- The final text of the agreement, as signed by the EU and 22 member states today.
- An essay on the troubles with ACTA by Michael Geist (for SAIS Review in 2010) and the articles published in the current issue of The American University International Law Review.
- Pages 53-58 from the Official Journal of the European Union C45 E /53, either as reassurance before the late spring/early summer vote ("asks the Commission to ensure that ACTA will not grant public authorities access to private computers and other electronic devices") or as entertainment for the wording of the final paragraph.
- Lack of transparency during the negotiations
- Creation of a framework outside existing institutions to exclude developing countries
- Possibility that ACTA would eventually become the international standard and countries not involved in the negotiations would be forced to join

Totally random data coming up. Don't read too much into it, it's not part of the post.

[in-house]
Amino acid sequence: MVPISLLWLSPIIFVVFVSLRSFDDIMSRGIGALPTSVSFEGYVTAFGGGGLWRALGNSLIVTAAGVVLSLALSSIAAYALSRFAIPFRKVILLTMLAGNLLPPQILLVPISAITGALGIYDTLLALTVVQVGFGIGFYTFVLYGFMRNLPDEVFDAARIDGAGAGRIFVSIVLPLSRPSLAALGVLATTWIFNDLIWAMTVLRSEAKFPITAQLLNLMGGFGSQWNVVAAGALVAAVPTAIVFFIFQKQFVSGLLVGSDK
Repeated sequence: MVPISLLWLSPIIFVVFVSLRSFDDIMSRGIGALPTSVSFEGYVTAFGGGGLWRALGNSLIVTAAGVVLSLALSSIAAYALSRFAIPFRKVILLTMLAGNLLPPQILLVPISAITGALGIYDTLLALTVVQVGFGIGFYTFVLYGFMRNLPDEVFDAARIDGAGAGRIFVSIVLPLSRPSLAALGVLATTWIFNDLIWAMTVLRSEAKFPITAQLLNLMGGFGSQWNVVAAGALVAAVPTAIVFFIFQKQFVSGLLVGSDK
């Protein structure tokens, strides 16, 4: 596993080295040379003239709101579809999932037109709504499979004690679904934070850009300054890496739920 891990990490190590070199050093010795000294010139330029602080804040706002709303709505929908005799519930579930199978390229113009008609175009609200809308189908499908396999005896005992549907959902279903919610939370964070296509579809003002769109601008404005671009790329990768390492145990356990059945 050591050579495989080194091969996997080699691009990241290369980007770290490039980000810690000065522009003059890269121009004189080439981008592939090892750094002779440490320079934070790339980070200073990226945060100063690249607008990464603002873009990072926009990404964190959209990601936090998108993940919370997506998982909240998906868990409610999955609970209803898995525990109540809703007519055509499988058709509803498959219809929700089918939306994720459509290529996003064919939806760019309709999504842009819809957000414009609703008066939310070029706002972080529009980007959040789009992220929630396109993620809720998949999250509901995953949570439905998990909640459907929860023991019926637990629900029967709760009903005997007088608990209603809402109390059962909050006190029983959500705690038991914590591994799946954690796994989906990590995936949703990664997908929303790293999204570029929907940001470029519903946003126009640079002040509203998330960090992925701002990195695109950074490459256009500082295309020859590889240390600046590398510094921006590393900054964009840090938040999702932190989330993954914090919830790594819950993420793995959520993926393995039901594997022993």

- Therefore, developing countries facing severe security issues would be asked to use their limited resources to hunt down counterfeited handbags
- The agreement might limit access to medicine in developing countries.
- ACTA is not a sole executive agreement, raising issues of its binding quality (in the United States) since Congress is excluded from the decision-making process (see here)
So yeah, this is about more than whether you can still travel with your notebook or your iPod without fearing that it will be immediately destroyed by border authorities (I wonder how that part of the agreement would even be implemented?).